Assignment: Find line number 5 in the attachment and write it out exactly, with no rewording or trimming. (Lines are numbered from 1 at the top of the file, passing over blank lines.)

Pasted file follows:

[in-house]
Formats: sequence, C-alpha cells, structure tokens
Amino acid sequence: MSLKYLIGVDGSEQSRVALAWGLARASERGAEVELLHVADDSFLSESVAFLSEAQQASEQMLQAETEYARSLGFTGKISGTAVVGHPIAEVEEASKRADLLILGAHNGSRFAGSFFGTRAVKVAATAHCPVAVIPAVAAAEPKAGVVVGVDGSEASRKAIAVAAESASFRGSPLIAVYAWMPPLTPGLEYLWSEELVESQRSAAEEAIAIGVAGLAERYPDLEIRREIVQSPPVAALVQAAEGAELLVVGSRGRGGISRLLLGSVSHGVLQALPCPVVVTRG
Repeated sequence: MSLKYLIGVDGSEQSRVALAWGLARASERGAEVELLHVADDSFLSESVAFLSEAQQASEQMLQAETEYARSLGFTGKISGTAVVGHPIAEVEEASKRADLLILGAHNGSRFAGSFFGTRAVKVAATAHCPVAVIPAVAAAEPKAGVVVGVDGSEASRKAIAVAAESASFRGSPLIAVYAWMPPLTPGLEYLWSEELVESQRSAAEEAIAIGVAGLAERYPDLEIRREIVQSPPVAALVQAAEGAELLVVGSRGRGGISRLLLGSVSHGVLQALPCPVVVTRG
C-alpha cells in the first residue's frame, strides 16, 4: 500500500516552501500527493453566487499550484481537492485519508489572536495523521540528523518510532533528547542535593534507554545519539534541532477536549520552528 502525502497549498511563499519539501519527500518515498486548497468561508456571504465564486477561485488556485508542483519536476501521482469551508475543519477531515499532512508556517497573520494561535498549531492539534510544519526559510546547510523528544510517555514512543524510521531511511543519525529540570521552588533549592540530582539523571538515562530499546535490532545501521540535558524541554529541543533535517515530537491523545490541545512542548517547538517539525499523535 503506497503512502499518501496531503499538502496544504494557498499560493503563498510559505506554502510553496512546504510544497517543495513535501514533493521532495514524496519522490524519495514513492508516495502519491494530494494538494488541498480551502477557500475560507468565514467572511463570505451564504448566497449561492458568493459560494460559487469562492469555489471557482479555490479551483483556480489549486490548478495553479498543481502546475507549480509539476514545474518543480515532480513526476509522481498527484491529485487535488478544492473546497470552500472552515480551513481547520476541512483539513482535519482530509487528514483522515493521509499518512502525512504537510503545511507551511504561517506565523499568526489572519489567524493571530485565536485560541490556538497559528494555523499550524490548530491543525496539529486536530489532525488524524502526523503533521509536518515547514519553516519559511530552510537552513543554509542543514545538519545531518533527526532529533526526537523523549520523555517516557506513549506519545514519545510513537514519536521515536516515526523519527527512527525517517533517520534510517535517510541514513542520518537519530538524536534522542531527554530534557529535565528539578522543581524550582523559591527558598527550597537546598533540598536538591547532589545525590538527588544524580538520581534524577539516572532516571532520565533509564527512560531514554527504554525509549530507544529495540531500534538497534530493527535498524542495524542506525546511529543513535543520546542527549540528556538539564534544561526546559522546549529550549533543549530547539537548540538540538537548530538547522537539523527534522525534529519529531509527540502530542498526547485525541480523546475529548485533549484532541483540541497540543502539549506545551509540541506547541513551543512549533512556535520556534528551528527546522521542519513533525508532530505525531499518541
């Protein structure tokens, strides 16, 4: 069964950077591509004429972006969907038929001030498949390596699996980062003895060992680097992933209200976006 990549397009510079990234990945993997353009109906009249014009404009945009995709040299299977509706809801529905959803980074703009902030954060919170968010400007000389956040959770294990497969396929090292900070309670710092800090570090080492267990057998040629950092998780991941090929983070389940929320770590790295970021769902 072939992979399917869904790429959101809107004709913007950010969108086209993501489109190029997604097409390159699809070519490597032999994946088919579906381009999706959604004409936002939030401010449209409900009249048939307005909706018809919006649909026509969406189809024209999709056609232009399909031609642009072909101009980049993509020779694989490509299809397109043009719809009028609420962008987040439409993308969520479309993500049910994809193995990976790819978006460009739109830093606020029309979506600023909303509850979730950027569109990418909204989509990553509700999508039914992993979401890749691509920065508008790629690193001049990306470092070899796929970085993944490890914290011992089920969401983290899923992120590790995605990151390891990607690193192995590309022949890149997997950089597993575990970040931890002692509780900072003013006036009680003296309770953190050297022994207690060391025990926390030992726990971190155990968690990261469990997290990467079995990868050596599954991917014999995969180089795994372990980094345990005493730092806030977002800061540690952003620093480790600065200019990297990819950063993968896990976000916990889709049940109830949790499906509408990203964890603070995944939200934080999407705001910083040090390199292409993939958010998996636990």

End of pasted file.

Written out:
C-alpha cells in the first residue's frame, strides 16, 4: 500500500516552501500527493453566487499550484481537492485519508489572536495523521540528523518510532533528547542535593534507554545519539534541532477536549520552528 502525502497549498511563499519539501519527500518515498486548497468561508456571504465564486477561485488556485508542483519536476501521482469551508475543519477531515499532512508556517497573520494561535498549531492539534510544519526559510546547510523528544510517555514512543524510521531511511543519525529540570521552588533549592540530582539523571538515562530499546535490532545501521540535558524541554529541543533535517515530537491523545490541545512542548517547538517539525499523535 503506497503512502499518501496531503499538502496544504494557498499560493503563498510559505506554502510553496512546504510544497517543495513535501514533493521532495514524496519522490524519495514513492508516495502519491494530494494538494488541498480551502477557500475560507468565514467572511463570505451564504448566497449561492458568493459560494460559487469562492469555489471557482479555490479551483483556480489549486490548478495553479498543481502546475507549480509539476514545474518543480515532480513526476509522481498527484491529485487535488478544492473546497470552500472552515480551513481547520476541512483539513482535519482530509487528514483522515493521509499518512502525512504537510503545511507551511504561517506565523499568526489572519489567524493571530485565536485560541490556538497559528494555523499550524490548530491543525496539529486536530489532525488524524502526523503533521509536518515547514519553516519559511530552510537552513543554509542543514545538519545531518533527526532529533526526537523523549520523555517516557506513549506519545514519545510513537514519536521515536516515526523519527527512527525517517533517520534510517535517510541514513542520518537519530538524536534522542531527554530534557529535565528539578522543581524550582523559591527558598527550597537546598533540598536538591547532589545525590538527588544524580538520581534524577539516572532516571532520565533509564527512560531514554527504554525509549530507544529495540531500534538497534530493527535498524542495524542506525546511529543513535543520546542527549540528556538539564534544561526546559522546549529550549533543549530547539537548540538540538537548530538547522537539523527534522525534529519529531509527540502530542498526547485525541480523546475529548485533549484532541483540541497540543502539549506545551509540541506547541513551543512549533512556535520556534528551528527546522521542519513533525508532530505525531499518541